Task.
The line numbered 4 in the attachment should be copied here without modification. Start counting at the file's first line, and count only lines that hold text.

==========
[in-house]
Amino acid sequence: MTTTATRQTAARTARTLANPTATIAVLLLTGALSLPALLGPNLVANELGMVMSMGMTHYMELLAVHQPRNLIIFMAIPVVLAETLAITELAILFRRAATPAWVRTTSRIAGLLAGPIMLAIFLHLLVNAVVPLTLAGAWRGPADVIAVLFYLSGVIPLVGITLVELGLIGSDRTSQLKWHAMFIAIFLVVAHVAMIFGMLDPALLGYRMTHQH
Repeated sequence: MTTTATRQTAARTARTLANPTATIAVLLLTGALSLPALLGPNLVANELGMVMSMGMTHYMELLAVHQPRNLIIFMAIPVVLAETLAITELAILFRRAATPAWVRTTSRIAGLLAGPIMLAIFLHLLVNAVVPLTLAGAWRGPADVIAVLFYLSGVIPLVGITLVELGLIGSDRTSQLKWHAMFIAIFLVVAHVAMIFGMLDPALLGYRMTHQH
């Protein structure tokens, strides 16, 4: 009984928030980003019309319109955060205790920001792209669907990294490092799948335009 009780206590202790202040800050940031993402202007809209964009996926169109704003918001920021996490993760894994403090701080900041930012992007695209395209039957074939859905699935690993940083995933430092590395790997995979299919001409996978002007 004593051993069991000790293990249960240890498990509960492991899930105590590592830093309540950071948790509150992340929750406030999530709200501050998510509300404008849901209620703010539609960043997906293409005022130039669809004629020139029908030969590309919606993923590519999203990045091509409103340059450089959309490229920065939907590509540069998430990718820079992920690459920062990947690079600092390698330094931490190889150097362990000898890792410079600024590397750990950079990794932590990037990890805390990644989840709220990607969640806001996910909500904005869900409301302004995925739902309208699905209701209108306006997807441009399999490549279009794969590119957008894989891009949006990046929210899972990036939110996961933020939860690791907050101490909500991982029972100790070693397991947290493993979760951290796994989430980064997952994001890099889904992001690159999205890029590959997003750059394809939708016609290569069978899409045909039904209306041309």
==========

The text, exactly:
């Protein structure tokens, strides 16, 4: 009984928030980003019309319109955060205790920001792209669907990294490092799948335009 009780206590202790202040800050940031993402202007809209964009996926169109704003918001920021996490993760894994403090701080900041930012992007695209395209039957074939859905699935690993940083995933430092590395790997995979299919001409996978002007 004593051993069991000790293990249960240890498990509960492991899930105590590592830093309540950071948790509150992340929750406030999530709200501050998510509300404008849901209620703010539609960043997906293409005022130039669809004629020139029908030969590309919606993923590519999203990045091509409103340059450089959309490229920065939907590509540069998430990718820079992920690459920062990947690079600092390698330094931490190889150097362990000898890792410079600024590397750990950079990794932590990037990890805390990644989840709220990607969640806001996910909500904005869900409301302004995925739902309208699905209701209108306006997807441009399999490549279009794969590119957008894989891009949006990046929210899972990036939110996961933020939860690791907050101490909500991982029972100790070693397991947290493993979760951290796994989430980064997952994001890099889904992001690159999205890029590959997003750059394809939708016609290569069978899409045909039904209306041309």